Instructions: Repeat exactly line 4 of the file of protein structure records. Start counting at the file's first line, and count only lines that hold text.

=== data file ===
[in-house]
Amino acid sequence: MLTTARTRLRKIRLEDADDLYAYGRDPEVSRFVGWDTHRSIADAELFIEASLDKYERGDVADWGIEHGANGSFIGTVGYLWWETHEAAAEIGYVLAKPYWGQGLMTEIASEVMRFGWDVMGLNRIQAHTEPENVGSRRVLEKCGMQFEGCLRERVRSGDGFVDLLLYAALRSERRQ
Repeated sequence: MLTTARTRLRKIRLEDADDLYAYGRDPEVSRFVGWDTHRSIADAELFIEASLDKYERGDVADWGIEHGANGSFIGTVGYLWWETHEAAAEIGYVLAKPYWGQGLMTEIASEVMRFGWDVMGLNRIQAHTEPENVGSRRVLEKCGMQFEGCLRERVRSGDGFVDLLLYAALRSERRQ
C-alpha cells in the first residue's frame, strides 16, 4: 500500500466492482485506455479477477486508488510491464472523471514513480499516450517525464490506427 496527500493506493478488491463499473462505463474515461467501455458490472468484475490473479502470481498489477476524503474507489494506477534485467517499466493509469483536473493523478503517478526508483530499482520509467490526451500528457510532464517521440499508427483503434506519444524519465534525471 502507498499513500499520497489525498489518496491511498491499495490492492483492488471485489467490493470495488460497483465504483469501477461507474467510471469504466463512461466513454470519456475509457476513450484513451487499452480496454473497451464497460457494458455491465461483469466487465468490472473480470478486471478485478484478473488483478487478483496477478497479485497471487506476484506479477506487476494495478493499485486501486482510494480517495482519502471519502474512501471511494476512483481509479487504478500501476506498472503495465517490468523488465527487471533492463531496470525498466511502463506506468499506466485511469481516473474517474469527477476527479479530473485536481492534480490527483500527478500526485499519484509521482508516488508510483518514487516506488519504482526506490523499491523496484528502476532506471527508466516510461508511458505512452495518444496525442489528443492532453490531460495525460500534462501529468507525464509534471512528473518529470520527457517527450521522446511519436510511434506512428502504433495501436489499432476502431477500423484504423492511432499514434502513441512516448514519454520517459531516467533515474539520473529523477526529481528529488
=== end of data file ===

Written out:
C-alpha cells in the first residue's frame, strides 16, 4: 500500500466492482485506455479477477486508488510491464472523471514513480499516450517525464490506427 496527500493506493478488491463499473462505463474515461467501455458490472468484475490473479502470481498489477476524503474507489494506477534485467517499466493509469483536473493523478503517478526508483530499482520509467490526451500528457510532464517521440499508427483503434506519444524519465534525471 502507498499513500499520497489525498489518496491511498491499495490492492483492488471485489467490493470495488460497483465504483469501477461507474467510471469504466463512461466513454470519456475509457476513450484513451487499452480496454473497451464497460457494458455491465461483469466487465468490472473480470478486471478485478484478473488483478487478483496477478497479485497471487506476484506479477506487476494495478493499485486501486482510494480517495482519502471519502474512501471511494476512483481509479487504478500501476506498472503495465517490468523488465527487471533492463531496470525498466511502463506506468499506466485511469481516473474517474469527477476527479479530473485536481492534480490527483500527478500526485499519484509521482508516488508510483518514487516506488519504482526506490523499491523496484528502476532506471527508466516510461508511458505512452495518444496525442489528443492532453490531460495525460500534462501529468507525464509534471512528473518529470520527457517527450521522446511519436510511434506512428502504433495501436489499432476502431477500423484504423492511432499514434502513441512516448514519454520517459531516467533515474539520473529523477526529481528529488